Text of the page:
When it comes to courting new and expanding companies, Alabama’s business recruiters don’t have to look far for help.

They often turn to local artists, manufacturers and other makers when they want a special gift for company officials or international dignitaries, and they have plenty of options to choose from.

During a visit to Honda’s headquarters in Tokyo, Alabama Commerce Secretary Greg Canfield presented a glass sculpture from Alabama’s Orbix Hot Glass as a gift. (Made in Alabama)

From delicate blown glass sculptures to creative handmade pottery, Alabama-made art has been carefully carried around the globe, as the state’s economic development team gifts it in far-flung locations.

Alabama-made products, and the people behind them, are key ambassadors for the state, said Greg Canfield, secretary of the Alabama Department of Commerce.

“In Alabama, there is no shortage of talented people who are dedicated to their work, and much of their art and other products receive international acclaim,” Canfield said. “As we look to bring more companies and jobs to Alabama, they serve an important role by helping us tell the state’s story in a unique way.”

Other state treats also are passed around. Tucker Pecans, based in Montgomery, are a staple on trade missions to present to VIPs, said Hilda Lockhart, director of the International Trade Division at the Alabama Department of Commerce.

Products made by Fort Deposit-based Priester’s Pecans are another favorite gift of Alabama economic development team members. In addition, the company’s leadership has been active in economic development efforts in its home base of Lowndes County and supportive of the state’s overall rural development push.

“Anything made locally is always good because it allows a story to be told about the local artist and Alabama,” Lockhart said.

Showcasing creativity

A recent example of gift giving happened when an Alabama delegation traveled to Tokyo in September for the 39th annual joint meeting of the Japan-U.S. Southeast Association & Southeast U.S./Japan.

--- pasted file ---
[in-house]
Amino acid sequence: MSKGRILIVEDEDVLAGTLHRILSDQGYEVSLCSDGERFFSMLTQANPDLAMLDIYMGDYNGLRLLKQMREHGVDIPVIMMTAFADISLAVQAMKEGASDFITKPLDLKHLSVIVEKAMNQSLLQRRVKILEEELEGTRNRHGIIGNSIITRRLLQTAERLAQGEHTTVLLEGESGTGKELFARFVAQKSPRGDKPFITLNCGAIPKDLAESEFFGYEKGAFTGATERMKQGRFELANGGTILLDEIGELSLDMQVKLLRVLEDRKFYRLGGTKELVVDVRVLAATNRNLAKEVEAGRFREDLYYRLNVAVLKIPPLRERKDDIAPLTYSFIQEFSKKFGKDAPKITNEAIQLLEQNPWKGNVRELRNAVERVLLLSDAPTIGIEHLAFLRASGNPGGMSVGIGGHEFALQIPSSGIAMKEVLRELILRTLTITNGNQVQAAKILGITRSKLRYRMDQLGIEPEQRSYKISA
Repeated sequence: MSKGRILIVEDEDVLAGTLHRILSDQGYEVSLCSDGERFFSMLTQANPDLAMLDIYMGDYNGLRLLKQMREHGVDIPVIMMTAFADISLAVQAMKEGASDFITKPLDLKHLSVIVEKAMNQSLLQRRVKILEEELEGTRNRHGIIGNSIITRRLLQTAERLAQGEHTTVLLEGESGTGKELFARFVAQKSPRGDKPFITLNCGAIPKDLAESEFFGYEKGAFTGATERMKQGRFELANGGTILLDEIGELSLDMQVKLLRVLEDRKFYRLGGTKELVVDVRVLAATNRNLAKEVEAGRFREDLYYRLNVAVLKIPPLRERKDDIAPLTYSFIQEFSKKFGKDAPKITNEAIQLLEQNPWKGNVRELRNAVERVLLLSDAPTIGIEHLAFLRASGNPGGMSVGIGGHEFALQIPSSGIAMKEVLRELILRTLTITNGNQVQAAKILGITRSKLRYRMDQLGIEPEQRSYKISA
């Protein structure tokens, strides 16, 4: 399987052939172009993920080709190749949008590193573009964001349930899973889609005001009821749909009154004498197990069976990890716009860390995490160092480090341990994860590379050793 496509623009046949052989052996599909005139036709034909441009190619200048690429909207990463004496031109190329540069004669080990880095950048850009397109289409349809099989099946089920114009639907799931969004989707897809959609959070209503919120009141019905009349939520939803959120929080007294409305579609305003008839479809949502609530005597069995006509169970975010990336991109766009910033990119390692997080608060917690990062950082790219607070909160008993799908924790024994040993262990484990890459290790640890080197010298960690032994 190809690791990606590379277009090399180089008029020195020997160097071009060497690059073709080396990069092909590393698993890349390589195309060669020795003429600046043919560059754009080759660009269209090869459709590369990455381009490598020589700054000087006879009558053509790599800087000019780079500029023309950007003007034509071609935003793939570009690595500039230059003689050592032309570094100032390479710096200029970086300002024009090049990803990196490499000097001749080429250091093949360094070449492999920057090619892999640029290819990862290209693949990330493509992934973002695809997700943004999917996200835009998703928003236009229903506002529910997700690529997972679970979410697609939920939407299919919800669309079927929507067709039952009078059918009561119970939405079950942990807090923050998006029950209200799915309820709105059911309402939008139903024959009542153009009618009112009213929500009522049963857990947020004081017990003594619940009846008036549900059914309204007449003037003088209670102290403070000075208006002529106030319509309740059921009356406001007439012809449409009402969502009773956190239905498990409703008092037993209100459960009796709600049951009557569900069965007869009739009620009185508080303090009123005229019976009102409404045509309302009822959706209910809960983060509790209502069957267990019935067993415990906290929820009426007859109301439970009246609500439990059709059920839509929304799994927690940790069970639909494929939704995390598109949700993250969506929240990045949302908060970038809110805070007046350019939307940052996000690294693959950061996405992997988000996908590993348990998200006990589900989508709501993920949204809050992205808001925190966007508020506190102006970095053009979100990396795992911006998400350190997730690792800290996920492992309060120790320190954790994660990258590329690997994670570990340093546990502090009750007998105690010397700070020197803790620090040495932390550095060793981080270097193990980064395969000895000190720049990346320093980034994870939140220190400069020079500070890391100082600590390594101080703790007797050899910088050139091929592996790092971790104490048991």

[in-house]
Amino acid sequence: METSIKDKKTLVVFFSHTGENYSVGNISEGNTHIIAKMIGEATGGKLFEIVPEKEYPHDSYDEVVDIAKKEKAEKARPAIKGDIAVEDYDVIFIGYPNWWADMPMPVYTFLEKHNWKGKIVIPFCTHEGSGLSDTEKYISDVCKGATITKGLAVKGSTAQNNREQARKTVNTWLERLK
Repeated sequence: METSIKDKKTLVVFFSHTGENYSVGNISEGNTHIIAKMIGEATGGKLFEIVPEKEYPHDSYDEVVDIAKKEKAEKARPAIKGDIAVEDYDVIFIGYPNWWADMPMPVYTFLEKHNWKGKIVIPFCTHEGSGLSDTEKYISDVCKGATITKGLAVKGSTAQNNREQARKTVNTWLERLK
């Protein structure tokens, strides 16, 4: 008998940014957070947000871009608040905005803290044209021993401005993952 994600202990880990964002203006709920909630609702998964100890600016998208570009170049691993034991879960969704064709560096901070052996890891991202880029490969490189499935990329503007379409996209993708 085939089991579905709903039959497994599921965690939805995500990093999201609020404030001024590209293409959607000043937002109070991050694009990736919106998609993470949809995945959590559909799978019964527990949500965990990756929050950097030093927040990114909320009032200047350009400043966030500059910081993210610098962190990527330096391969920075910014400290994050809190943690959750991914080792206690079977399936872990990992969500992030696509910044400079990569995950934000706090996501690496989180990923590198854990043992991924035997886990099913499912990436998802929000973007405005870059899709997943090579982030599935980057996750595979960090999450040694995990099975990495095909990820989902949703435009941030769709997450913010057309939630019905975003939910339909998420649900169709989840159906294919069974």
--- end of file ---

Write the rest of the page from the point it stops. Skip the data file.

Regions Financial Corp. executive John M. Turner Jr., who served as co-chair at the event, presented a piece made by Fort Payne’s Orbix Hot Glass to his counterpart at the conference, Toshiba Corp. Chairman Tadashi Okamura.

“It was perfect for highlighting our relationship with Japan,” Lockhart said of the Orbix water bowl.

During the same trip, Canfield presented Honda officials with an Orbix sculpture during a visit to the headquarters of the Tokyo-based automaker, which operates a major assembly plant in Talladega County.

The sculptures are designed by artist Cal Breed and inspired from experience in and around the whitewater of Little River Canyon, which is near the Orbix studio.

Pottery and pens

When Alabama hosted the SEUS gathering in Birmingham in 2015, one of the gifts visiting dignitaries received was a teacup made by a potter in the Black Belt.

Payne’s dishes serve as signature dinnerware at restaurants around the world.

Joel Lockridge uses wood from whiskey barrels to handcraft ink pens through his venture Bourbon Pens. The results have been favored as gifts by state business recruiters. (Made in Alabama)

Handmade pens have also been used as special gifts. During a 2013 visit to Japan, Gov. Robert Bentley presented Hiroyuki Ishige, CEO of the Japan External Trade Organization, with a pen made from a dogwood downed by the 2011 Tuscaloosa tornado. Columbiana artisan Phil Morris produced the pen.

Pens crafted by Birmingham’s Joel Lockridge inscribed “Made in Alabama” have also been used as gifts in economic development settings.

The recent Made in Alabama Holiday Gift Guide shows a sampling of the one-of-a-kind gifts that economic developers might use to help illustrate the creativity and ingenuity found in the state, from handcrafted iron work fashioned into kitchen utensils to colorful and fashionable organic cotton socks.

This story originally appeared on the Alabama Department of Commerce’s Made in Alabama website.